One cannot truly say whether or not The Order of Shaolin Ch'an is making such assertions in recent history, in the past decade for sake of such being their
actual belief and official position; or if not their actual position, if they are making effort to conceal the origin of Wing Chun going back to Monk Jee Shim
by telling what some noted masters and scholars of Wing Chun would call a "cover story." It can only be noted they are making such assertions.
The story I was originally taught about the History of Wing Chun, and the History as well of YIP MAN, is a story I have never read anywhere else, SAVE once,
and only very, very recently and from a Hong Kong Source. But aside from once in 30 years, and in just the last year or so, to my knowledge the story publicly
has never been told anywhere else, never seen in any movie, and a story I will not share here. If the time comes I share such with you, it will be done so in
person and in an Oral Fashion.
The following story is my own telling, and is a combination of several of the most popular versions of the origin story, including that told by The Order of
Shaolin Ch’an. In comparison to that I was originally taught, this story is not fully, but mostly (99%) close to that I was first taught, and it falls in line with
many current popular versions of the ORIGIN Story of Wing Chun Kung Fu found in modern literature and online.
About 300 yrs ago, during the reign of Emporer Qing (pronounced “CHING”) Long who reigned from 1736 c.e. to 1795 c.e., a Renegade Shaolin Priest
named Ma Yee Yuk (or Ma Ning Yee) who was also known as Pak Mei (White Eyebrow) led the Qing government on an attack against the Fukien Shaolin Temple.
The Shaolin were known allies of Ming Patriots who were rebels against the Qing Empire. The Shaolin Temple was burned to the ground, most all of the Shaolin
priests, monks, and jr. monks were slain.
There were 5 Elders, Monks/Abbots Jee Shim, Mew Hing, Hung Si Kwan and Fung To-tuk and Shaolin Nun/Abbess Ng Mui whom escaped with their lives.
At the time frame, it took approximately 15 to 20 years to produce a proficient Martial artist. These 5 elders, had a need to raise a very quick army, and so they
took the most advanced and best aspects from all the Arts of Shaolin and from each of their respective areas of specialty and created a system of Kung Fu that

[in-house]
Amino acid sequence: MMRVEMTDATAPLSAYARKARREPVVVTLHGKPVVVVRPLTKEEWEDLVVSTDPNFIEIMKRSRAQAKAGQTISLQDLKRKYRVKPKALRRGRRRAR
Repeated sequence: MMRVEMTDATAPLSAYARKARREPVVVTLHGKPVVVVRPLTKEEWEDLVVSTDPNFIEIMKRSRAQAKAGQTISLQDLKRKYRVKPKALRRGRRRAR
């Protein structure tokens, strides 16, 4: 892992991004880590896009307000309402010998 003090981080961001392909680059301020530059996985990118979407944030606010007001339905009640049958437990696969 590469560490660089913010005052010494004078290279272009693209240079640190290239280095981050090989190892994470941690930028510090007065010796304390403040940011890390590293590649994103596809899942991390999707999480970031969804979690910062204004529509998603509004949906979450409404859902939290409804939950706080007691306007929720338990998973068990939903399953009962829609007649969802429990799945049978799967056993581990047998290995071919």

could produce A proficient martial artist in as little as 3 to 5 years. These elders took refuge from the Qing Government by concealing their identities and taking
support amongst the Ming Patriots. Many of them found their way to the Red Boat Opera troupe.
Abbess Ng Mui took refuge in the vacant White Crane Temple atop White Crane Mountain in the province of Fat Shan (Pronounced 'Fo Sh'an').
In the valley below was a young girl who sold bean curd. Her name was Yim Wing Chun. She was known for being very beautiful. Some detail that
“WING CHUN” means “Eternal Springtime” or “Beautiful Springtime“…I have even heard some say the name means “VENGEANCE“… but my
belief, and my favorite definition of the name, is that which I was first taught it to mean, that the name literally translates “HOPE FOR THE FUTURE"
…and based on a detail not told in mainstream stories, that had to do with an interaction between the young girl YIM, and Ng Mui, that suggests the portion
of “WING CHUN” added to Yim’s Name, was given her by the Nun Ng Mui.
At any rate, we know the young girls name which was later certainly “Yim Wing Chun”, was at least known by “YIM” upon meeting Ng Mui.
And Yim was so known for her Beauty that she was nicknamed “Doufu Xishi” after her business of selling Tofu, and after Xishi, one of the 4 legendary
Maidens of Ancient China. A local warlord…(the equivalent of a modern Gang Leader, a thug) came to desire Yim for her beauty and made many unwanted
advances. Her father refused the advances and proposals of marriage by the young thug. This brought much trouble against Yim’s father and herself..
At some point the Nun Ng Mui took Yim under her wing, and accepted her as a student and passed along to her the new Secret art developed by the
5 Surviving Elders of Shaolin.
Yim Sought out a fight against the warlord and lost badly. She escaped, and one day, as she witnessed a fight between a snake and a crane, she had a vision,